Slutskaya, Irina


Slutskaya, Irina
▪ 2006
 On March 19, 2005, as Russian figure skater Irina Slutskaya stood before a jubilant hometown crowd that rained flowers and stuffed animals onto the ice at Moscow's Luzhniki Sports Palace, she sobbed with joy over the greatest triumph of her career. It was the day that Slutskaya capped an unbeaten season by skating an aggressive, error-free program that included seven triple jumps to win the International Skating Union (ISU) women's singles world championship for the second time in four years. Unlike her 2002 victory at Nagano, Japan—which came one month after she earned the silver medal at the Salt Lake City (Utah) Winter Olympics—Slutskaya's brilliant performance in Moscow came after she had missed almost two full seasons of skating. In 2003 she took time away from the rink to care for her ailing mother, a kidney transplant candidate who had to undergo dialysis three times a week. One year later Slutskaya was hospitalized with pericarditis, an inflammation of the heart lining; she also suffered with chronic asthmatic bronchitis, pneumonia, and the fear that she would never skate competitively again. The illnesses forced Slutskaya to sit out almost every competition during the 2004 season. She did skate in the 2004 world championship (after a mandatory tryout ordered by the Russian ice-skating federation), but she was less than fit and finished ninth. After all that she had gone through—and the fact that she won her latest championship at home—Slutskaya called her 2005 gold medal the dearest of her collection.

      Slutskaya was born in Moscow on Feb. 9, 1979. She began skating at the age of four upon the urging of her grandmother, who thought the sport might reduce the youngster's frequent colds. Slutskaya took up serious training at a Moscow skating school two years later, and in 1996, at age 16, she became the first Russian woman to win a European figure-skating championship. She went on to conquer the field at five other European championships (1997, 2000, 2001, 2003, and 2005). Those six titles equaled the records of the legendary Sonja Henie and two-time Olympic champion Katarina Witt. Slutskaya also won both the Russian national championship and the ISU Grand Prix Final four times (2000, 2001, 2002, and 2005). At the 2000 Grand Prix Final in Lyon, France, she became the first woman to land the highly difficult triple lutz–triple loop combination. She improved on that at the 2001 world championships, when she landed a triple lutz–triple loop–double toe loop combination. She also invented the double Biellmann spin with foot change. Slutskaya's impressive record was the product of determination, superb athleticism, and technical skills that included remarkable speed, complex spins, intricate footwork, and superb jumping ability—all of which she would need as she prepared to compete at the 2006 Winter Olympics in Turin, Italy.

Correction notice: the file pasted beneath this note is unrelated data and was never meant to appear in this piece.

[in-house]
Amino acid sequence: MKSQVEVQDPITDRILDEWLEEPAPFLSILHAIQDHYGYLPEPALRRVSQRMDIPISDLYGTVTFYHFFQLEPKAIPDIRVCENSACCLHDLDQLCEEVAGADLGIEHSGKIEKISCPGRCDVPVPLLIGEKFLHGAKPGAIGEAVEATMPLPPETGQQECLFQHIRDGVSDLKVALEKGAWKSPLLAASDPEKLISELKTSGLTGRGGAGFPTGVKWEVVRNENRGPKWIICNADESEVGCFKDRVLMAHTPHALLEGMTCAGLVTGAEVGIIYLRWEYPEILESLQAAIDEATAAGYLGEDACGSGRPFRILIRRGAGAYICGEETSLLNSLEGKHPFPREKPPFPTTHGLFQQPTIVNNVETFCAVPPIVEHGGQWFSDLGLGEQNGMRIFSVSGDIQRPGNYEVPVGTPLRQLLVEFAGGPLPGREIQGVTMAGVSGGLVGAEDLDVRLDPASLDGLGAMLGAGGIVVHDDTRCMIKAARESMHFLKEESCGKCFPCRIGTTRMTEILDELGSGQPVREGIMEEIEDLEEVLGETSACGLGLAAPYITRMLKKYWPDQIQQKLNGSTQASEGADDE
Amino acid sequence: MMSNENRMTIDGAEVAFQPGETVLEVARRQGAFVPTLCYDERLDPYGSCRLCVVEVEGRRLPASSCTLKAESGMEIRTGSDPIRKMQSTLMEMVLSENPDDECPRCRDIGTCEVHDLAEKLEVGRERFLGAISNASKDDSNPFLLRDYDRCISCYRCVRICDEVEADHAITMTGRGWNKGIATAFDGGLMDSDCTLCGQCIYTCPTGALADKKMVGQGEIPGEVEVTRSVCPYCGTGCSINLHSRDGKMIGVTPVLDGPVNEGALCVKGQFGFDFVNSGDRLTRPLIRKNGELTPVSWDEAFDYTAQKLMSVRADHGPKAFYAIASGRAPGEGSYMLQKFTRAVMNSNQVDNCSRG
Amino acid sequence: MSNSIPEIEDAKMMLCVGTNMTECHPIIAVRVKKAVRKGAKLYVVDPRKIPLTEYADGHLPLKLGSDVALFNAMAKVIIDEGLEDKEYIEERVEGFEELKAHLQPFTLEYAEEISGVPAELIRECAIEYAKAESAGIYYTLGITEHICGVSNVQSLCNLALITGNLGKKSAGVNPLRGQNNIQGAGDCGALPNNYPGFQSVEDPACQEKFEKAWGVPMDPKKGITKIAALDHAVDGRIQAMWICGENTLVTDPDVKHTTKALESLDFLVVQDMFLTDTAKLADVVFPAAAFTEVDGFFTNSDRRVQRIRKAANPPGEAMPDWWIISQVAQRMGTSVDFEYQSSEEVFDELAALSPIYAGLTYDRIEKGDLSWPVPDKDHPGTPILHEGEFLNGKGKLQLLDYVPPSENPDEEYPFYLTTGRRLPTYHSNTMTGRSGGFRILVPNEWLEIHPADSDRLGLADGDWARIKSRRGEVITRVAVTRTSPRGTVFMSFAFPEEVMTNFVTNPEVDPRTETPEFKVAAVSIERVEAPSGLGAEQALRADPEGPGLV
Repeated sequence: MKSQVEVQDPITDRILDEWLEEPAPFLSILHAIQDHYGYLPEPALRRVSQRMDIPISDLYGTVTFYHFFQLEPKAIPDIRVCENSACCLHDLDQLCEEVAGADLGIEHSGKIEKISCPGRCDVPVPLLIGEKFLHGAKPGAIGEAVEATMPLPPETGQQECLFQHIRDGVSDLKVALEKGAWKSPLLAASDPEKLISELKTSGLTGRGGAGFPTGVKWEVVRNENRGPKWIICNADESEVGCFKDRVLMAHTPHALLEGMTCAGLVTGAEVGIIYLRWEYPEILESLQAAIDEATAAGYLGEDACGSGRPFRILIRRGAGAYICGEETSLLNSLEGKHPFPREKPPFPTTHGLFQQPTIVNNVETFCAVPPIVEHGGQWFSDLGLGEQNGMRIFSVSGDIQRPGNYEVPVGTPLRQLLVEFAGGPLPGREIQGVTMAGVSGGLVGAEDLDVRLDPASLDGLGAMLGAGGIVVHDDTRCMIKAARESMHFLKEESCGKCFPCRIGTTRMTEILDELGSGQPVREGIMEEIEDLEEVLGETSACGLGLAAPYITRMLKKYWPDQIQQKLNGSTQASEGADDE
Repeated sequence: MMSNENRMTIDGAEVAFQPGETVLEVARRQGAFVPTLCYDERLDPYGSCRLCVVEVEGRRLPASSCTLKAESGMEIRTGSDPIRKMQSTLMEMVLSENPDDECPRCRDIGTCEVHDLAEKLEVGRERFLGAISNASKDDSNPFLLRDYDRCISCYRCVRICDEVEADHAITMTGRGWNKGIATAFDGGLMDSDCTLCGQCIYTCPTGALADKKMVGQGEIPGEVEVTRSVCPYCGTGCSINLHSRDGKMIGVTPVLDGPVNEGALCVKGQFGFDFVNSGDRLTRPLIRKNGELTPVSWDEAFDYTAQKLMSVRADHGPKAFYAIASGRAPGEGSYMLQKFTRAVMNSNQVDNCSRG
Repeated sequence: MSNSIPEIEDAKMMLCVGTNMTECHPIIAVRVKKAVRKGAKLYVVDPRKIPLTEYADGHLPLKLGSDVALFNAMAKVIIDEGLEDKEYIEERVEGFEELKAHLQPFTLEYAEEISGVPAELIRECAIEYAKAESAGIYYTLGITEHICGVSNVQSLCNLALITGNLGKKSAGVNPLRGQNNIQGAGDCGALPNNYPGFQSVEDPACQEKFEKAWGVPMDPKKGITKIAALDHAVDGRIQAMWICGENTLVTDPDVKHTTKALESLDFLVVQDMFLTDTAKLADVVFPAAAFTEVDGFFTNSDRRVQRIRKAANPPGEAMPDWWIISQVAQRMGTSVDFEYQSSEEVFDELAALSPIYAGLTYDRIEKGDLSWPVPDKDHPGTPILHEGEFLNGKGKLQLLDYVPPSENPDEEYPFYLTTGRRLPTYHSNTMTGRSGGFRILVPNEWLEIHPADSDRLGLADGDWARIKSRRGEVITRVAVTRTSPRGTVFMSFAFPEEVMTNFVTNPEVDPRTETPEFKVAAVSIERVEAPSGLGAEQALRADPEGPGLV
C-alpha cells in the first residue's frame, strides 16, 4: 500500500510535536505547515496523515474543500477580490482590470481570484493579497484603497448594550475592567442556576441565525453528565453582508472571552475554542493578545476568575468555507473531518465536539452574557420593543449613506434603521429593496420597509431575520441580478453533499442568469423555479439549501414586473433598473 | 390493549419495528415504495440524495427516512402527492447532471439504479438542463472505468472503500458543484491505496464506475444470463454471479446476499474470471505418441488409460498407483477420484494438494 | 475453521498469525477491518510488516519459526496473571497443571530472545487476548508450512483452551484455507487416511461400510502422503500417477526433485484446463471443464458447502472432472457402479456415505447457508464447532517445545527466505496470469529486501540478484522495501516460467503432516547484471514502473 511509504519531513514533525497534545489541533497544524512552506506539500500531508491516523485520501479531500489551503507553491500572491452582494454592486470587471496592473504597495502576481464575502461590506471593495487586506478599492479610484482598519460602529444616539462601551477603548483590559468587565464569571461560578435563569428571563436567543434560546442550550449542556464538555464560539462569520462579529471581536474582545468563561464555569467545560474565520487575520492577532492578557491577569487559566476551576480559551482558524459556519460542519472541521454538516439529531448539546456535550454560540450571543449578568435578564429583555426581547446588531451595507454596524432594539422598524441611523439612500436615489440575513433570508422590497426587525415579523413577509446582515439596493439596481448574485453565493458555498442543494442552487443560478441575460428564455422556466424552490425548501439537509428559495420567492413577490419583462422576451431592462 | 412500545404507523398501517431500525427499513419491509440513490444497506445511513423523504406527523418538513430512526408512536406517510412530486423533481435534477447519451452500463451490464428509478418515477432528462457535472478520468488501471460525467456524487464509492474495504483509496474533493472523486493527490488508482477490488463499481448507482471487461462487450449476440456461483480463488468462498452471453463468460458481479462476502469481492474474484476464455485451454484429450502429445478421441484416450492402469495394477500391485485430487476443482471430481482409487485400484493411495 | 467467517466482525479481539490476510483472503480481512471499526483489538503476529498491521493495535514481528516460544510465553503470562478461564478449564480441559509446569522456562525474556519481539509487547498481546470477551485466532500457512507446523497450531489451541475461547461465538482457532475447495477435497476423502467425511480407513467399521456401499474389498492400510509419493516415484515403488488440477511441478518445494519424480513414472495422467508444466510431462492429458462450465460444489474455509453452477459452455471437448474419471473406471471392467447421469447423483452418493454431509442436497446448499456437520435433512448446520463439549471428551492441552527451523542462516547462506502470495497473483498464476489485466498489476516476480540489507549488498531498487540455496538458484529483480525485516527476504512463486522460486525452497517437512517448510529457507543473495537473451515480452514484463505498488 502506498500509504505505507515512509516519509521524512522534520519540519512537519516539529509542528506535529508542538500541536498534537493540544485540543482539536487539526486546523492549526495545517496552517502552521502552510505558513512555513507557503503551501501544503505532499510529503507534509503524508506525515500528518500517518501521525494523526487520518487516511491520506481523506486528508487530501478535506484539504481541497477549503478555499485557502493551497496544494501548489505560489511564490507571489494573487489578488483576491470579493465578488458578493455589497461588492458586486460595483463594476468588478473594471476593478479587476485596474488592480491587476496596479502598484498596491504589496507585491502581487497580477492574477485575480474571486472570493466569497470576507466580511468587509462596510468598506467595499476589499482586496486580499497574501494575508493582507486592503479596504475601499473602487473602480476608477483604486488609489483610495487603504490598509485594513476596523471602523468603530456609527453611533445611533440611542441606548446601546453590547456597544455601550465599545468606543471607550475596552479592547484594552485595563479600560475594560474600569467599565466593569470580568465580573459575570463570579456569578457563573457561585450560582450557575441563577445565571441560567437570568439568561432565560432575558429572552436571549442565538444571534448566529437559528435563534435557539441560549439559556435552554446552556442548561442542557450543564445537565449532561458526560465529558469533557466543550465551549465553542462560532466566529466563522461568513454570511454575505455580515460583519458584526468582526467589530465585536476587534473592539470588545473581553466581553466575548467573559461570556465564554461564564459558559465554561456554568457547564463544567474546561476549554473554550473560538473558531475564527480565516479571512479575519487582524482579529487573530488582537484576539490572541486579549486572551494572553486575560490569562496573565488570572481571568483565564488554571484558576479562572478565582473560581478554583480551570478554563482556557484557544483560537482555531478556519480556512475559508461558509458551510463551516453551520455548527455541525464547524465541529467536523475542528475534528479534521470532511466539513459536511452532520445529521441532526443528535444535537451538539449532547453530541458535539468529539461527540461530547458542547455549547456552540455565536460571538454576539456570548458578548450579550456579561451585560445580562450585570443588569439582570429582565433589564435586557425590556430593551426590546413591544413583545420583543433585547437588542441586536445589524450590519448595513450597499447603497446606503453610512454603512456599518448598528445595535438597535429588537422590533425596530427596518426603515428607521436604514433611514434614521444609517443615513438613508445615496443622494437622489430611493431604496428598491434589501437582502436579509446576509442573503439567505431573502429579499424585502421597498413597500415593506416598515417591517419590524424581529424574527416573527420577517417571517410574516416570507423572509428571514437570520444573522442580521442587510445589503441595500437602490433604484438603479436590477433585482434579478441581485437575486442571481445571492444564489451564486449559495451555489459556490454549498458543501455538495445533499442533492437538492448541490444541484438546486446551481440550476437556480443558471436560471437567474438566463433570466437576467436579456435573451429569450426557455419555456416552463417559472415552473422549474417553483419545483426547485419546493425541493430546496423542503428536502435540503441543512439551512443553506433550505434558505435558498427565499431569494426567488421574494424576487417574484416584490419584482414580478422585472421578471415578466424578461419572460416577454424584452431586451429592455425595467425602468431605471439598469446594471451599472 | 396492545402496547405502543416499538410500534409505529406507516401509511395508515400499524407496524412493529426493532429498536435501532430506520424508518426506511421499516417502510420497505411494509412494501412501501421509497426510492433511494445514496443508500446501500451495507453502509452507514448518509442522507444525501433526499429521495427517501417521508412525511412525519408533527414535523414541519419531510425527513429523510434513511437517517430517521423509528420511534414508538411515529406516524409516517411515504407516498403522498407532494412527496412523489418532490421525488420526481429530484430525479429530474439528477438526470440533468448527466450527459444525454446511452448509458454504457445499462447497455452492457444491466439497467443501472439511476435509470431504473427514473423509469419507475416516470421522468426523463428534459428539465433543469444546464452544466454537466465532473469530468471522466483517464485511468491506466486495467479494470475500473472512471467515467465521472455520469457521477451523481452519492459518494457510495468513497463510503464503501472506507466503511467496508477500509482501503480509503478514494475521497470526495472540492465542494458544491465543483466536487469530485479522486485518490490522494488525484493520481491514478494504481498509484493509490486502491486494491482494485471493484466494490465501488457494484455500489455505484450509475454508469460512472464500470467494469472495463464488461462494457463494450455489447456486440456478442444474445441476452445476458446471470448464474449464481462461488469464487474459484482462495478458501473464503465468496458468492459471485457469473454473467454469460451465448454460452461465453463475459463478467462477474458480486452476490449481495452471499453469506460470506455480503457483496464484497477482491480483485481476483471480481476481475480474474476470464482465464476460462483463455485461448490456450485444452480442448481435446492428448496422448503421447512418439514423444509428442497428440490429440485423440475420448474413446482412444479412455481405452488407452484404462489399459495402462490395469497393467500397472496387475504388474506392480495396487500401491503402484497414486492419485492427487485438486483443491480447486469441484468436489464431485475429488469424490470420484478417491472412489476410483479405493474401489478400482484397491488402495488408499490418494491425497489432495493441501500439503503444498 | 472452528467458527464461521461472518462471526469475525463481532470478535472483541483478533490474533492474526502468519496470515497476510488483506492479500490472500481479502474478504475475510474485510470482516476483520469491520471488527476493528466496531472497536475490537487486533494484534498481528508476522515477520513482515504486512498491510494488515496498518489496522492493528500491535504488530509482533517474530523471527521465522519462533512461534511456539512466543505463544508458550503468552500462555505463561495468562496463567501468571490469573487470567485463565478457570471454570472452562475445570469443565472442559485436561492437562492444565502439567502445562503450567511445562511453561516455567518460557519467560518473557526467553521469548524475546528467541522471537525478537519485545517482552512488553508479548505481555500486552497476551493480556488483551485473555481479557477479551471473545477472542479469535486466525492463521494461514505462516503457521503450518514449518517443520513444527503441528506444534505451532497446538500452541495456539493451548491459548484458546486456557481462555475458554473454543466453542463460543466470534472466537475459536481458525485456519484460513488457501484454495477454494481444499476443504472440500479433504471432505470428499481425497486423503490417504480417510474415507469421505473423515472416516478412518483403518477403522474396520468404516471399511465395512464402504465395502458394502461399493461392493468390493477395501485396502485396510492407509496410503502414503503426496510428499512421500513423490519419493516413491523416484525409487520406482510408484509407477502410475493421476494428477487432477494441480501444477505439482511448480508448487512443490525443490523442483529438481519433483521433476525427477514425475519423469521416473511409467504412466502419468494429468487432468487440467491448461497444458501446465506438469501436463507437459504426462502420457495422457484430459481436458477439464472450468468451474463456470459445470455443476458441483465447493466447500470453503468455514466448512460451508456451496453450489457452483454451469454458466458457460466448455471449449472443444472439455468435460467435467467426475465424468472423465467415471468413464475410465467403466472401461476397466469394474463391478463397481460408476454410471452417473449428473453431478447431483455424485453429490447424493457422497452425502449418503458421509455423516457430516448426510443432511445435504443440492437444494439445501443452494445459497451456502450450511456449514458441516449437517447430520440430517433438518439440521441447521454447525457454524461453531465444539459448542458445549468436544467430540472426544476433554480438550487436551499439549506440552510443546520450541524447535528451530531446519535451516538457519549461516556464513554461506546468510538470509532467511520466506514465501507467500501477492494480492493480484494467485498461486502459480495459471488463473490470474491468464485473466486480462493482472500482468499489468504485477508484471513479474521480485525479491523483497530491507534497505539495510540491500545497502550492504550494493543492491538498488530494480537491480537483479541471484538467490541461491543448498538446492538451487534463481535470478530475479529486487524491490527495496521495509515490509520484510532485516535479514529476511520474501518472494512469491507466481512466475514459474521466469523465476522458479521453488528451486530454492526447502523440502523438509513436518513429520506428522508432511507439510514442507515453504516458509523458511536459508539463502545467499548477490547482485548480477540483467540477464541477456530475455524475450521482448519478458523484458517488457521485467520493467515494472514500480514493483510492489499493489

Ron Reid

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Universalium. 2010.

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